Recent Posts

3 DIY Tips for Removing Unwanted Car Odors

2/11/2020 (Permalink)

Anybody that has had an unpleasant odor in their car before understands that it can be a huge nuisance. The first thing that you must do before removing any car odor is remove the source of the smell. If this isn't done, then you will only be able to temporarily remove any unwanted odors.

Here are a few DIY methods for deodorizing your vehicle:

1.) Baking Soda

Sprinkling baking soda on the interior of your car is a common way to remove odors. Baking soda absorbs most odors that it comes into contact with, making it a great tool for deodorization. Simply sprinkle the baking soda all over the seats, floor and trunk of your car and let it sit for a few hours. Once its had a chance to absorb any unusual smells, you can vacuum it up.

2.) Coffee

Using coffee grounds can also be a great way to remove odors from your vehicle. Like baking soda, simply sprinkle the grounds on the floors and seats of your car and let is sit for a few hours. Once it's given enough time to do its magic, vacuum it all up. If it's successful, you should have a subtle coffee smell in your car and any smelly odors should be gone. 

Disclaimer: If you don't like the smell of coffee, you should probably try one of the other two methods.

3.) Cat Litter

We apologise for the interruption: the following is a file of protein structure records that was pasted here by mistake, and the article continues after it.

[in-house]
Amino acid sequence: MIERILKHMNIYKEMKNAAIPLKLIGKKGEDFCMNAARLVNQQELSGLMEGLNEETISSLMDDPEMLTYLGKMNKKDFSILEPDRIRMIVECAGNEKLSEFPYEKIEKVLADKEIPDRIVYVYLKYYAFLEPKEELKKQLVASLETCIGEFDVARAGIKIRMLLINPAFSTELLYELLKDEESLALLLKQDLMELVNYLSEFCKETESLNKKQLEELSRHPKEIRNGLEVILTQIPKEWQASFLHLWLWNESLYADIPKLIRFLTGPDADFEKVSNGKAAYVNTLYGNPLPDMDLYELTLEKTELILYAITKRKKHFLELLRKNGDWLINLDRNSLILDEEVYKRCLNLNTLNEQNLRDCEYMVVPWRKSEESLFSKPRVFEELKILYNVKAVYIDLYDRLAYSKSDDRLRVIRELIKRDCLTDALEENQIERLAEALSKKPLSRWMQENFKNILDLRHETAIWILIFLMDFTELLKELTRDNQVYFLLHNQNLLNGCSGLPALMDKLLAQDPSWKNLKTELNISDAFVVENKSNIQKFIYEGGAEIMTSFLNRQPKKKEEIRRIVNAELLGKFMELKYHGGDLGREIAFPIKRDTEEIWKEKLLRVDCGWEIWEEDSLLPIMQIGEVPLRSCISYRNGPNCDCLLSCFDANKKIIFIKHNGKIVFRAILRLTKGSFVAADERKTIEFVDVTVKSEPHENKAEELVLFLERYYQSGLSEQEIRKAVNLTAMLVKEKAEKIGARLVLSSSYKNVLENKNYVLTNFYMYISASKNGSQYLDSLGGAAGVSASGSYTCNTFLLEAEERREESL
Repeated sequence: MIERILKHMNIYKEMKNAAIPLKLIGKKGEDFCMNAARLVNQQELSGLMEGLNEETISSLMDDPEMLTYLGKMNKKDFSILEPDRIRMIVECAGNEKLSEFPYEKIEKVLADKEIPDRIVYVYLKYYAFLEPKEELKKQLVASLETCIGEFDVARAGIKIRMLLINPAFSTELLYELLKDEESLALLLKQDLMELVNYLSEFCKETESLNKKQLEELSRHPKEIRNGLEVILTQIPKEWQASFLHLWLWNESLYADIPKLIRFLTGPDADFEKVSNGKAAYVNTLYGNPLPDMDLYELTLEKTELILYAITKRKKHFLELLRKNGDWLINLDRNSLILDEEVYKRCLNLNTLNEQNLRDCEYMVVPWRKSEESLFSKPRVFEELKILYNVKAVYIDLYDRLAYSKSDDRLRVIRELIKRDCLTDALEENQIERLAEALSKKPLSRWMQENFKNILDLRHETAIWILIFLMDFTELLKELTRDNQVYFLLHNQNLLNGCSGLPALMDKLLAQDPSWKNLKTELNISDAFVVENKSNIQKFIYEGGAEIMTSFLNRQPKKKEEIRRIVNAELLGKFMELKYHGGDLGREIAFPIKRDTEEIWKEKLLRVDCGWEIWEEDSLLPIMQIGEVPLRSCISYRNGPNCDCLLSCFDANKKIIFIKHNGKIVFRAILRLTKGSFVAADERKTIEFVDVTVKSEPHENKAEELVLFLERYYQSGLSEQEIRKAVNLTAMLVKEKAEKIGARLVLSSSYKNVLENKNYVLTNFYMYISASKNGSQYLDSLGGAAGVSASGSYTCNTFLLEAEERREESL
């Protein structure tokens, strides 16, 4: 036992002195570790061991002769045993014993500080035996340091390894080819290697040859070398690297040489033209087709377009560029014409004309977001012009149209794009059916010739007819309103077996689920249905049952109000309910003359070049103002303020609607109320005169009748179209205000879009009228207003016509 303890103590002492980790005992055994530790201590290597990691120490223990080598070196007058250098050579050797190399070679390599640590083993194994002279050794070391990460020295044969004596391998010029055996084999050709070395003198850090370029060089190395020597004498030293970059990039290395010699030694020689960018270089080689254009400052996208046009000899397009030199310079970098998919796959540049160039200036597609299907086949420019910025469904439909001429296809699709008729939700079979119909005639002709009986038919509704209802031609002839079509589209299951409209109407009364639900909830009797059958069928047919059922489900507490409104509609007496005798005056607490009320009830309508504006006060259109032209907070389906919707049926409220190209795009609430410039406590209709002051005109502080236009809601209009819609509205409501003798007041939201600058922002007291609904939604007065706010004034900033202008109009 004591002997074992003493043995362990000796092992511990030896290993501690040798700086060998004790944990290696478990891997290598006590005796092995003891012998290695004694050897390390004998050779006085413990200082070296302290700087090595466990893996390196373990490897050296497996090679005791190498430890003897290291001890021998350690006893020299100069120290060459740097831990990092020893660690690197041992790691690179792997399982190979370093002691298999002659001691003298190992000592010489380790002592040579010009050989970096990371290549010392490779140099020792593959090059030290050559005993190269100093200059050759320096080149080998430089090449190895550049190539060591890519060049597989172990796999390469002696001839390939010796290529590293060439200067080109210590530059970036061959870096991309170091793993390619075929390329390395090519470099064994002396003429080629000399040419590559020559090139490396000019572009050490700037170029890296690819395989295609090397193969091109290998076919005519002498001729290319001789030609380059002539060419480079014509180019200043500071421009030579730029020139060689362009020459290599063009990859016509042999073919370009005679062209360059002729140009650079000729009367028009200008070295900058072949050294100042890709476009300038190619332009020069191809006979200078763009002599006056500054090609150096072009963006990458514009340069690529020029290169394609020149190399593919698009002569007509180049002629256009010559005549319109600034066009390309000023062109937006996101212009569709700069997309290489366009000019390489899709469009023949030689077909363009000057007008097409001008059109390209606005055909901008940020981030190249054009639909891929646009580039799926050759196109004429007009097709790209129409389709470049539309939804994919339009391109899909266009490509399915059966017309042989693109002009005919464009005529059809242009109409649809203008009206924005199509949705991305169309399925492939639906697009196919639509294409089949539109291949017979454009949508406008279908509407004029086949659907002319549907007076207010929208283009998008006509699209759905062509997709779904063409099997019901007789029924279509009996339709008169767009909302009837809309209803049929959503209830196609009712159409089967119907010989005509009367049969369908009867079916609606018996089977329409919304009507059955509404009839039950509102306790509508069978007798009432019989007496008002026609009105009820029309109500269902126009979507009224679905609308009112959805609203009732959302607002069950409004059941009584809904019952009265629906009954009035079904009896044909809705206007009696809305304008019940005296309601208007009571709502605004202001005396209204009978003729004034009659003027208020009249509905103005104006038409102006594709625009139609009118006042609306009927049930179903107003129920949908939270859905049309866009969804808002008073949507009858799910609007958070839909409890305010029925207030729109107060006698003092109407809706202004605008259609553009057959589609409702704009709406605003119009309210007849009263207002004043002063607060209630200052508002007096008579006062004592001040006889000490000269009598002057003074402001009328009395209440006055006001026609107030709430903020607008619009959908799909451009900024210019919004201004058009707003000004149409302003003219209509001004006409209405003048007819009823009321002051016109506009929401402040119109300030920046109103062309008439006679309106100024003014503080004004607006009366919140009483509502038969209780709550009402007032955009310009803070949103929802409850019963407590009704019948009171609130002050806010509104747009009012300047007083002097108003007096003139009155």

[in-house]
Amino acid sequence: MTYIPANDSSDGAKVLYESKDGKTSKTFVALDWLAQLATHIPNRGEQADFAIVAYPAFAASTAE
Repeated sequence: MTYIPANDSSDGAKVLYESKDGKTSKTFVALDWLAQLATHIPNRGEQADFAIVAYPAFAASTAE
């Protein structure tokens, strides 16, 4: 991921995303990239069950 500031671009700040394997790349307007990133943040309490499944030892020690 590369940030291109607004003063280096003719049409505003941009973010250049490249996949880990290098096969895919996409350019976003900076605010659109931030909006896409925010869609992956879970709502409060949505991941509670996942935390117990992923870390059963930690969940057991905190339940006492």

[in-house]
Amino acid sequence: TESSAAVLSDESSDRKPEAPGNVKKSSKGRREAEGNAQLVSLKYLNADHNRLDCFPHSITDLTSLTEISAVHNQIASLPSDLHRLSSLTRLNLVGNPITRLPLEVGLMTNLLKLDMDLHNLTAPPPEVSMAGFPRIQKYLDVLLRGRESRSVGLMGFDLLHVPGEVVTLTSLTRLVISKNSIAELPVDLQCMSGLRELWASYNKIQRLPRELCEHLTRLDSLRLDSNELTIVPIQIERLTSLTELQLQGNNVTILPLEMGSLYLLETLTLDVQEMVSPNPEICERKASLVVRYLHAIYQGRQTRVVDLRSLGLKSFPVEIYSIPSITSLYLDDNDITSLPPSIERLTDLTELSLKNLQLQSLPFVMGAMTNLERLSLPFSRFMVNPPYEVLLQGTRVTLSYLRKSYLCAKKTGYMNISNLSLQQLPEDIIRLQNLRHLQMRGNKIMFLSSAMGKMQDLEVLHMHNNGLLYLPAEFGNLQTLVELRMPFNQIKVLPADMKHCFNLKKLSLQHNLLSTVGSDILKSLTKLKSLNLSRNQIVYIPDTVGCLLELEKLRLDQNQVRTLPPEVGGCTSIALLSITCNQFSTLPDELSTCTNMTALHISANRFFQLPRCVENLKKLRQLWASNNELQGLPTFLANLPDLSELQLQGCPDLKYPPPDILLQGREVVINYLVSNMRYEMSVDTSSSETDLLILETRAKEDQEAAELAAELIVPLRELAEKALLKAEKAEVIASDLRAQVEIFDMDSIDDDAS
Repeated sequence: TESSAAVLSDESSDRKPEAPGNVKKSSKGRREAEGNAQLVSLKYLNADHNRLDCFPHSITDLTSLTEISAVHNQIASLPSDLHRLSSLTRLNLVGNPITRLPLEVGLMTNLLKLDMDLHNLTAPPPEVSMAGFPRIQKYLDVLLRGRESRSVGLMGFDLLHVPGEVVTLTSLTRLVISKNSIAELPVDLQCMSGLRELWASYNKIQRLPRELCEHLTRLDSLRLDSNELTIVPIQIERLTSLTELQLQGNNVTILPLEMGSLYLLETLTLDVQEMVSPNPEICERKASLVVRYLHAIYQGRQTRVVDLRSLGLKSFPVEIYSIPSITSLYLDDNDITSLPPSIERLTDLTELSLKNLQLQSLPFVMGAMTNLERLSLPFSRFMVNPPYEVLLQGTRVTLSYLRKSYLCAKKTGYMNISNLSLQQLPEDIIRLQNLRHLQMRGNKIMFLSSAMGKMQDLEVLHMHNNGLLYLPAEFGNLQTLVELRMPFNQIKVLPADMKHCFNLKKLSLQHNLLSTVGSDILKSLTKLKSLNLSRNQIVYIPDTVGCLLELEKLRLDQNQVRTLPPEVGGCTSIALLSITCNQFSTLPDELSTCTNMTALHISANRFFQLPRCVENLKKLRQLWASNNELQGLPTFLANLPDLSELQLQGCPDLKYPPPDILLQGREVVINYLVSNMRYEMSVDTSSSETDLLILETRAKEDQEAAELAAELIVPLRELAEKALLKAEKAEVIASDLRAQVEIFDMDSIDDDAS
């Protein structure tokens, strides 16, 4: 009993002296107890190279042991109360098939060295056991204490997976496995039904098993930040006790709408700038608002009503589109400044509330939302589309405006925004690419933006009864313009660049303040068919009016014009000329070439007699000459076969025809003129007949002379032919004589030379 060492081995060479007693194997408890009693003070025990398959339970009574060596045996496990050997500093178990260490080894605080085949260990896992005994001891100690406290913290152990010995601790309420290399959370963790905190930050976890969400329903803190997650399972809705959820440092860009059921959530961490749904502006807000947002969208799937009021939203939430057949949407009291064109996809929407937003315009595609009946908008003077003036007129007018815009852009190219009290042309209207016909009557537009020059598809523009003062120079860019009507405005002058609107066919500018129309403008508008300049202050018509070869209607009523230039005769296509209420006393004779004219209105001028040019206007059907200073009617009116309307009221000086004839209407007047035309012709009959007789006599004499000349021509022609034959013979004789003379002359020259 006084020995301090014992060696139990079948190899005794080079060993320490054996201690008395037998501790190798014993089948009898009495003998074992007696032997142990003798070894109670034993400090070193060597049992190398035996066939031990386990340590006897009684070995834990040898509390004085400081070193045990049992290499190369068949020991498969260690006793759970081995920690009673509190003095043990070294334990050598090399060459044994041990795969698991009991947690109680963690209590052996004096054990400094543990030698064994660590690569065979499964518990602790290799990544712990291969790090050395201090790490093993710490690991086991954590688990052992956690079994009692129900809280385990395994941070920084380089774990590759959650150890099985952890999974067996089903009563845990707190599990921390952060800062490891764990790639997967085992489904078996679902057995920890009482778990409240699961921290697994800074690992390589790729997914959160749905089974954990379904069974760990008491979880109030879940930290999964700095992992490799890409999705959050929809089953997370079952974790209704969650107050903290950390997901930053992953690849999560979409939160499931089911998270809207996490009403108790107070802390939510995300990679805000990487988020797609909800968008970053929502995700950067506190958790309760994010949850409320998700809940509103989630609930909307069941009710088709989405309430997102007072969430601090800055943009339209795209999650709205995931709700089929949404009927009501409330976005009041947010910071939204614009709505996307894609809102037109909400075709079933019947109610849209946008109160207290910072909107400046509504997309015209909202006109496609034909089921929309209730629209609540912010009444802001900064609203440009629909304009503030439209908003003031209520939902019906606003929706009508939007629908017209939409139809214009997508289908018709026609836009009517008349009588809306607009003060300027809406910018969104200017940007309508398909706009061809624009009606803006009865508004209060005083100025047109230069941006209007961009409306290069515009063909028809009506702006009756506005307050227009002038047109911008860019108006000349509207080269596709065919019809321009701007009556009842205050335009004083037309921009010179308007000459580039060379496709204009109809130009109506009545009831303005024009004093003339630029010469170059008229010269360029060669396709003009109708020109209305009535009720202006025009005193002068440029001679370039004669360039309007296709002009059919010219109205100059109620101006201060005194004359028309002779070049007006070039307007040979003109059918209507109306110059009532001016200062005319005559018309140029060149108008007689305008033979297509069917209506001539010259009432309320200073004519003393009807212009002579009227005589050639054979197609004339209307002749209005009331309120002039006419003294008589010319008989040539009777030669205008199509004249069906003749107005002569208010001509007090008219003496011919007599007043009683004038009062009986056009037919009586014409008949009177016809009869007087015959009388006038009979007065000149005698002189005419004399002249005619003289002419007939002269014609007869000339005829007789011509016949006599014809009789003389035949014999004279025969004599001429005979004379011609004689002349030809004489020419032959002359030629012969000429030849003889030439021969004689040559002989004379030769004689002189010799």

If you have some extra cat litter lying around, it could also be used to get rid of odors in your vehicle. Cat litter is designed to get rid of odors of urine and feces, but it can also be a great tool to get rid of other odors. Sprinkle the cat litter on the inside of your car and let it sit for a few hours. Once it has had time to absorb any smells, vacuum it up. You should be aware that cat litter can sometimes be difficult to vacuum, so you will want to be sure you have a high quality vacuum to use in order to do this.  

Contact Information:

If you have any questions about vehicle deodorization, please do not hesitate to call the SERVPRO of Bend office at 541-385-7044.

4 Ways to Detect Frozen Pipes

2/5/2020 (Permalink)

When the weather gets colder in the winter, pipes are at risk of freezing. Luckily, if you catch a frozen pipe early on, you can likely avoid having it burst and paying much higher cost for reparations.